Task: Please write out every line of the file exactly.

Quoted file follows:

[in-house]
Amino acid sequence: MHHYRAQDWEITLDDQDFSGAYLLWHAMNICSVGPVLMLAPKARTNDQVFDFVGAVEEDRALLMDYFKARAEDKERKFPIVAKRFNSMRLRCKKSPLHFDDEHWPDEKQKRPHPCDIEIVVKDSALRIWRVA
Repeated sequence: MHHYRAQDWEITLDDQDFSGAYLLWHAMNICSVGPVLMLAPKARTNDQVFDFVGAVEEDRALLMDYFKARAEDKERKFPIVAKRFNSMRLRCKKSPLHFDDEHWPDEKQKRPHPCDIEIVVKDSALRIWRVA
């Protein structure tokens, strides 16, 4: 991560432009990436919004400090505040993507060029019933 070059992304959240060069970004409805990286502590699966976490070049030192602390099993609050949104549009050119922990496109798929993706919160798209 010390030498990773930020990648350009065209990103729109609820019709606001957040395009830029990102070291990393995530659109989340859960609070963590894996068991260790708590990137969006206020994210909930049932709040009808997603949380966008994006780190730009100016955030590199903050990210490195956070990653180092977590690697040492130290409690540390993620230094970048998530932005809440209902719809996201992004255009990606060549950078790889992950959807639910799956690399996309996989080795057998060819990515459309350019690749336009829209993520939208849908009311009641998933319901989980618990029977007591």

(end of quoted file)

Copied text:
[in-house]
Amino acid sequence: MHHYRAQDWEITLDDQDFSGAYLLWHAMNICSVGPVLMLAPKARTNDQVFDFVGAVEEDRALLMDYFKARAEDKERKFPIVAKRFNSMRLRCKKSPLHFDDEHWPDEKQKRPHPCDIEIVVKDSALRIWRVA
Repeated sequence: MHHYRAQDWEITLDDQDFSGAYLLWHAMNICSVGPVLMLAPKARTNDQVFDFVGAVEEDRALLMDYFKARAEDKERKFPIVAKRFNSMRLRCKKSPLHFDDEHWPDEKQKRPHPCDIEIVVKDSALRIWRVA
């Protein structure tokens, strides 16, 4: 991560432009990436919004400090505040993507060029019933 070059992304959240060069970004409805990286502590699966976490070049030192602390099993609050949104549009050119922990496109798929993706919160798209 010390030498990773930020990648350009065209990103729109609820019709606001957040395009830029990102070291990393995530659109989340859960609070963590894996068991260790708590990137969006206020994210909930049932709040009808997603949380966008994006780190730009100016955030590199903050990210490195956070990653180092977590690697040492130290409690540390993620230094970048998530932005809440209902719809996201992004255009990606060549950078790889992950959807639910799956690399996309996989080795057998060819990515459309350019690749336009829209993520939208849908009311009641998933319901989980618990029977007591």